The former head of the Cayman Islands government board tasked with approving Caymanian status and permanent residence applications said in a statement last week that he was “not a proponent” of the 2013 system that granted residence to non-Caymanian applicants.
According to a social media post by attorney Waide DaCosta, that was one of many issues he sought to raise with administration officials that went unaddressed during the past four years.
Mr. DaCosta has been contacted numerous times by the Cayman Compass, including last week before his replacement on the board by new chairman John Meghoo, but he did not respond. On Friday, a two-page statement he wrote appeared on various social media sites.
“For avoidance of doubt, I was not a proponent of the new permanent residence system and have noted many issues with it,” Mr. DaCosta wrote. “However, once enacted it had to be enforced. It is my view that notwithstanding the cumbersome PR application process, it is easier to obtain PR under the 2013 PR system.”
The last comment refers to changes in the Immigration Law that took effect in late October 2013, which included significant amendments to the ‘points system’ government uses to determine whether a non-Caymanian person may remain in Cayman for the rest of their lives. That points system, among other things, requires that successful applicants obtain at least 110 points and submit hundreds of pages of documentation to support their bids. The previous PR system required only 100 points and required much less paperwork.
Mr. DaCosta said it was his belief that the permanent residence system was amended in October 2013 to allow people staying in Cayman on temporary ‘term limit exemption permits’ which existed at the time to apply for residence.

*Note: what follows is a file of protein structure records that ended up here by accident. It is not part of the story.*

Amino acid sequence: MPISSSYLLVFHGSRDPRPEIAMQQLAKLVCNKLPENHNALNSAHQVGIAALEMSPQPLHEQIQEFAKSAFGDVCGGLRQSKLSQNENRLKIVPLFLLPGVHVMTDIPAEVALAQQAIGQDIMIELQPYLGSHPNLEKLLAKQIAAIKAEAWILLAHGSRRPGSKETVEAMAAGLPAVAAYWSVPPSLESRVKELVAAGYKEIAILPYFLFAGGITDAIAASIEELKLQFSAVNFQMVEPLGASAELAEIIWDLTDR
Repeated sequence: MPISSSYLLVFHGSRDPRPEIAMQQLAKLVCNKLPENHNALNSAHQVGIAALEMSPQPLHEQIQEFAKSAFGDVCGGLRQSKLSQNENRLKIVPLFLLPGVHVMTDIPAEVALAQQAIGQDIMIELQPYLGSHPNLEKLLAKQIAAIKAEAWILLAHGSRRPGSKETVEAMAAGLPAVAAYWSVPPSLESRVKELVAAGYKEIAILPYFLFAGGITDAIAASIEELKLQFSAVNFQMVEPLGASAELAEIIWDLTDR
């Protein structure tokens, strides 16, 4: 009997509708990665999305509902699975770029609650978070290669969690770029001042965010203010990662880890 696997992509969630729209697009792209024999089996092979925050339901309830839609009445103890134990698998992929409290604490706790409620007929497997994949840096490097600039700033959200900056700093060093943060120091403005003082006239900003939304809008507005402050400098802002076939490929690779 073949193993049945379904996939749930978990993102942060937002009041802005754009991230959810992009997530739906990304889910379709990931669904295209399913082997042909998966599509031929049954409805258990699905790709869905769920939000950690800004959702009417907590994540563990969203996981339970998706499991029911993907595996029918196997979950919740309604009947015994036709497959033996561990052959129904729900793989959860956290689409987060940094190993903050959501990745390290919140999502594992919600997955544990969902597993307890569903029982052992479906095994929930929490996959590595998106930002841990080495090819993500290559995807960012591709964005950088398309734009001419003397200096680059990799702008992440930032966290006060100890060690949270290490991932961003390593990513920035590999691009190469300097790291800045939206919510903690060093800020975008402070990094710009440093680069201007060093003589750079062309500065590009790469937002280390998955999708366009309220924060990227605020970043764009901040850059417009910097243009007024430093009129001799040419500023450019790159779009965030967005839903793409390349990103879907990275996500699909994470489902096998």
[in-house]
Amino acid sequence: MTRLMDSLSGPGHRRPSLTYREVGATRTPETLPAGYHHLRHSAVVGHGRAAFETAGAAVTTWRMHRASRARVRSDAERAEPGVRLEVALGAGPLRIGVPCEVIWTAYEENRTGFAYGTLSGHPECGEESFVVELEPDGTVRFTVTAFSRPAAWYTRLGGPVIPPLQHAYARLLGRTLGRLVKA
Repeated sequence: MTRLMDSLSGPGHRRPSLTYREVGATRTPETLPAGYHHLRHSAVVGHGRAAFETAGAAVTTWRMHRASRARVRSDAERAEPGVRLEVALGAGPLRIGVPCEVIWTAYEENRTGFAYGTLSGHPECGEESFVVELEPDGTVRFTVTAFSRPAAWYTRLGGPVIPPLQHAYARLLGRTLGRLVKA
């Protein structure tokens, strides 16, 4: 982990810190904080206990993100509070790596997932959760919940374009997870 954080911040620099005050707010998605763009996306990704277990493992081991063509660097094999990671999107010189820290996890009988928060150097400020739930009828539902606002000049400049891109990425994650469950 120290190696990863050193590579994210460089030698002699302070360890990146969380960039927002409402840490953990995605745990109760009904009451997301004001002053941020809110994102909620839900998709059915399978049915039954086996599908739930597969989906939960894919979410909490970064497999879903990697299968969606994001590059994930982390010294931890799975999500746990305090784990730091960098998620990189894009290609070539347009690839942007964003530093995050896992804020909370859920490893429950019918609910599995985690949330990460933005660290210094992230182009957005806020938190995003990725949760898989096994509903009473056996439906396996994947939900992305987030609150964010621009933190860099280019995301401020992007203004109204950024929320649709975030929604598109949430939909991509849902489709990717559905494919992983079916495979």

“[The legal changes] opened the category to any and everyone to apply for PR, regardless of contribution to Cayman or ability to provide for themselves whilst residing in Cayman,” Mr. DaCosta said.
According to Immigration Department statistics, far fewer people have applied for permanent residence since the law changed in 2013, largely because applicants now must pay their full fees, which can often cost tens of thousands of dollars, “up front” – prior to the application being heard.
Mr. DaCosta also noted that a “directive” was given by government that the Caymanian Status and Permanent Residency Board “would no longer deal with PR,” instead allowing the chief immigration officer and her subordinates to do so. The board was reappointed for a two-year term that ended in 2016.
“It was clear that it was intended the board would be phased out by 2016,” Mr. DaCosta wrote.
That did not happen. Instead, board members were reappointed again in 2016 for a term expiring on Aug. 31, 2017. It was shortly after the expiry of the term that Mr. DaCosta and several other members of the board were replaced. Mr. DaCosta wrote on Friday that he had stated to senior government officials earlier in the year that he would be leaving the board on Aug. 31.
Mr. DaCosta said, once the decision was made to go ahead with the application processing, the board worked as hard as it could to get through the backlog.
“Ten-hour meetings became the norm,” he said. I have always been committed to reducing the backlog of the PR applications in a fair and considered manner. The board had nothing to do with the backlog.
“I have been vilified in the press with respect to the PR issue and, frankly, it is time to set the record straight,” Mr. DaCosta wrote. “I served the Cayman Islands faithfully for eight years and to be treated in this manner is unworthy.”
Also on Friday, Mr. DaCosta raised the issue of what are sometimes referred to as ‘ghost Caymanians’ existing within local society.
“This requires urgent attention by legislators,” he wrote.
These individuals are younger people who, for whatever reason, needed to get their Caymanian status regularized with immigration authorities but did not do so by the time they reached age 18. Noted local immigration attorney Nicolas Joseph has estimated there could be as many as a few thousand younger Caymanians now in that position.
Mr. DaCosta said if the matter is not addressed, these younger people could end up in a legal “no man’s land.”
“I was informed by the crafters of the 2013 Immigration amendment that in early 2014, immigration reform would be made to address the Caymanian children that were unable to prove they are Caymanian,” he wrote. “This continues to be a major problem.”
Mr. Joseph has suggested that a “large number of status grants” may be needed to resolve the matter to ensure the younger adults can continue to live and work in the only home they’ve ever known.